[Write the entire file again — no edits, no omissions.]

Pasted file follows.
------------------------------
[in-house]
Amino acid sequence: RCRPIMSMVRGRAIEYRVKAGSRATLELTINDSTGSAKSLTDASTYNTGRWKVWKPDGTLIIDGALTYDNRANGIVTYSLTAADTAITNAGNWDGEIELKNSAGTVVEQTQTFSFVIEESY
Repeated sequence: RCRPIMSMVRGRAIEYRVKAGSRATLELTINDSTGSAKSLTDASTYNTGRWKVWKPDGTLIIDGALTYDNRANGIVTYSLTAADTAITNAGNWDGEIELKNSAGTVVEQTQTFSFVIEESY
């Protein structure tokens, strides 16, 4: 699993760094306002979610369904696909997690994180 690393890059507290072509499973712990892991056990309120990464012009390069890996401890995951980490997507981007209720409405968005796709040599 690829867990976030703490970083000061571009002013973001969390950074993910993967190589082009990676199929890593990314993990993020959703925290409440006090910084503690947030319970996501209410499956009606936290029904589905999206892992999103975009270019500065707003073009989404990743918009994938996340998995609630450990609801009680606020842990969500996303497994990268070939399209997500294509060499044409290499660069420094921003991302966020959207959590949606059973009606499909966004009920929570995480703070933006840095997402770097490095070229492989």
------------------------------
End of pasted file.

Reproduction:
[in-house]
Amino acid sequence: RCRPIMSMVRGRAIEYRVKAGSRATLELTINDSTGSAKSLTDASTYNTGRWKVWKPDGTLIIDGALTYDNRANGIVTYSLTAADTAITNAGNWDGEIELKNSAGTVVEQTQTFSFVIEESY
Repeated sequence: RCRPIMSMVRGRAIEYRVKAGSRATLELTINDSTGSAKSLTDASTYNTGRWKVWKPDGTLIIDGALTYDNRANGIVTYSLTAADTAITNAGNWDGEIELKNSAGTVVEQTQTFSFVIEESY
């Protein structure tokens, strides 16, 4: 699993760094306002979610369904696909997690994180 690393890059507290072509499973712990892991056990309120990464012009390069890996401890995951980490997507981007209720409405968005796709040599 690829867990976030703490970083000061571009002013973001969390950074993910993967190589082009990676199929890593990314993990993020959703925290409440006090910084503690947030319970996501209410499956009606936290029904589905999206892992999103975009270019500065707003073009989404990743918009994938996340998995609630450990609801009680606020842990969500996303497994990268070939399209997500294509060499044409290499660069420094921003991302966020959207959590949606059973009606499909966004009920929570995480703070933006840095997402770097490095070229492989």